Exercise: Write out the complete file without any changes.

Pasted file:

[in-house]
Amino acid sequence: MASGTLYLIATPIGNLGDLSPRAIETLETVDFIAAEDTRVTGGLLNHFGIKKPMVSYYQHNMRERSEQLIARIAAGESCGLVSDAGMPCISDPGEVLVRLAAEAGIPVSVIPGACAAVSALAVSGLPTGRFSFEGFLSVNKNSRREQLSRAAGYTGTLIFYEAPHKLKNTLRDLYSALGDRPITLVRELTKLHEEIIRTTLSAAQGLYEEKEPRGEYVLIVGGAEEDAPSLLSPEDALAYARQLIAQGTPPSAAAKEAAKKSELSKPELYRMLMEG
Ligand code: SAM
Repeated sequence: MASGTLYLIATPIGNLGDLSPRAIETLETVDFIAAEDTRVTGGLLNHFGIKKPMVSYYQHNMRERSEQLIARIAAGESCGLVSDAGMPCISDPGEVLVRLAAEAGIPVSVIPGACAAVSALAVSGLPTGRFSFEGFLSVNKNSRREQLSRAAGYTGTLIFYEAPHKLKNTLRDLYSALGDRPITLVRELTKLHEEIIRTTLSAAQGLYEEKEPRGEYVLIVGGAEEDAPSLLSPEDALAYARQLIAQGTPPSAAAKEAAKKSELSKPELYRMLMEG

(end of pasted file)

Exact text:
[in-house]
Amino acid sequence: MASGTLYLIATPIGNLGDLSPRAIETLETVDFIAAEDTRVTGGLLNHFGIKKPMVSYYQHNMRERSEQLIARIAAGESCGLVSDAGMPCISDPGEVLVRLAAEAGIPVSVIPGACAAVSALAVSGLPTGRFSFEGFLSVNKNSRREQLSRAAGYTGTLIFYEAPHKLKNTLRDLYSALGDRPITLVRELTKLHEEIIRTTLSAAQGLYEEKEPRGEYVLIVGGAEEDAPSLLSPEDALAYARQLIAQGTPPSAAAKEAAKKSELSKPELYRMLMEG
Ligand code: SAM
Repeated sequence: MASGTLYLIATPIGNLGDLSPRAIETLETVDFIAAEDTRVTGGLLNHFGIKKPMVSYYQHNMRERSEQLIARIAAGESCGLVSDAGMPCISDPGEVLVRLAAEAGIPVSVIPGACAAVSALAVSGLPTGRFSFEGFLSVNKNSRREQLSRAAGYTGTLIFYEAPHKLKNTLRDLYSALGDRPITLVRELTKLHEEIIRTTLSAAQGLYEEKEPRGEYVLIVGGAEEDAPSLLSPEDALAYARQLIAQGTPPSAAAKEAAKKSELSKPELYRMLMEG